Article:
The two-hour-plus show consists of 25 songs that Collins performs with a 15-member band. "Every one of the musicians was in a specific place for each song--and they all had to be key-lit by 130 moving lights [a combination of Vari*Lite VL6(TM) and VL2C(TM) automated spot luminaires, VL5(TM) automated wash luminaires, and High End Systems Cyberlight(R) automated luminaires] that were on a system that moved into nine different positions during the show," Woodroffe explains. "If you multiply all those statistics, you have an extraordinary permutation of where all those lights were and what they had to do."

Then add to the mix an artist who is very involved--with very specific ideas about his music and how he wants the show to look. "It was a huge programming task for Dave [Hill] to get all those lights into the right places at the right time," Woodroffe says. "But he's very good, and we had a good computer system that moved the rig to these nine different positions. But with the roof and the trussing moving into different positions, you had to have lights that would pick up the performers onstage at exactly the right point at the right time. The only reason that it worked was because Phil and his band were so disciplined about how they performed.

"Having said all that, it actually ended up being one of his loosest shows," Woodroffe continues. "He was in a really happy state of mind, and that really came through. So you had this nice balance between a very disciplined, structured lighting show and a stage show with bits of scenery coming up, going down, and the lighting moving. It was a big challenge and a lot of work, but in the end we pulled it off. It was quite satisfying to see."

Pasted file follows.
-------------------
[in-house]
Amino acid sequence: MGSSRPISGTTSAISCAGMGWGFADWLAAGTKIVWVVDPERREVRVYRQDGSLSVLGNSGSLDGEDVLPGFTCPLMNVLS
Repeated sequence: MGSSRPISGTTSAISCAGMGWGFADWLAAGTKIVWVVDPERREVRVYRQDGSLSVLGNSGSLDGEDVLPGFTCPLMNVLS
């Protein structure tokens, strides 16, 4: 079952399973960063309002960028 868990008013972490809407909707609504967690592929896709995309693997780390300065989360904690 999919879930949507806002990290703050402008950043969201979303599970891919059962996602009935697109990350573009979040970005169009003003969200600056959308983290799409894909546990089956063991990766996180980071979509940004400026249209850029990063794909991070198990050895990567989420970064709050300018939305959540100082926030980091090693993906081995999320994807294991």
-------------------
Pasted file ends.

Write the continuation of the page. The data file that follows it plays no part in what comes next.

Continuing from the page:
Of course, the luxury of three to four weeks of rehearsal time in Lakeland, FL, made the design process all the more satisfying. "Overall, it was a very calm, cool production, led by Robbie Williams with Steve Jones and Howie Hopkins--they were all a very strong part of the team," Woodroffe says. "When any aberration took place, they were able to fix it and produce extraordinary things at the drop of a hat."

The show's set list included a few new tunes, but most were culled from the artist's previous material. While Hill programmed the Vari*Lite automated luminaires on the Artisan(R) console, lighting director Foster programmed the rest of the lighting on Flying Pig Systems' Wholehog II console. "I really like the Wholehog II's effects generator," Foster says. "It lets you create cues in bundles, and that proved very helpful."

"It's always a challenge doing the same material, because you don't want to make it look the same. It's very easy to just make things the same colors or the same looks when you've done it before," Woodroffe explains. "So you try and push that out of your mind and treat it as a new show. Just the fact that he was performing in the round made the presentation of the songs very different. But Phil is good to work for. He's very clear about what he wants; he is also supportive of artists. He doesn't just sit back and expect to be there. So he is part of the process of creating it, which is always nice. And he has a strong management and production team around him, which means that you can pull off any challenges."

The production is currently on an extended break, but the tour is scheduled to pick up again this fall in Europe.

Lighting designer Patrick Woodroffe

Set designer Mark Fisher

Lighting director Vince Foster

Production director Robbie Williams

Production manager Howard Hopkins

Stage manager Steve Jones

Vari*Lite programmer Dave Hill

Vari*Lite operator Tellson James

Lighting crew chief Scotty ".com" Duhig

CPL lighting technicians Jeremy Lloyd Nick Evans Glen Bowman

Vari*Lite technicians Joey Chardukian Mel Dorough Richard Bruce

Electrician Jim "Rosie" Greenawalt

Rigger Phil Broad

Rigging consultant John Bray

Rigging supplier Unusual Rigging Company

Set construction Charlie Kail/Brilliant Stages

Lighting supplier Concert Production Lighting/Vari-Lite, Inc.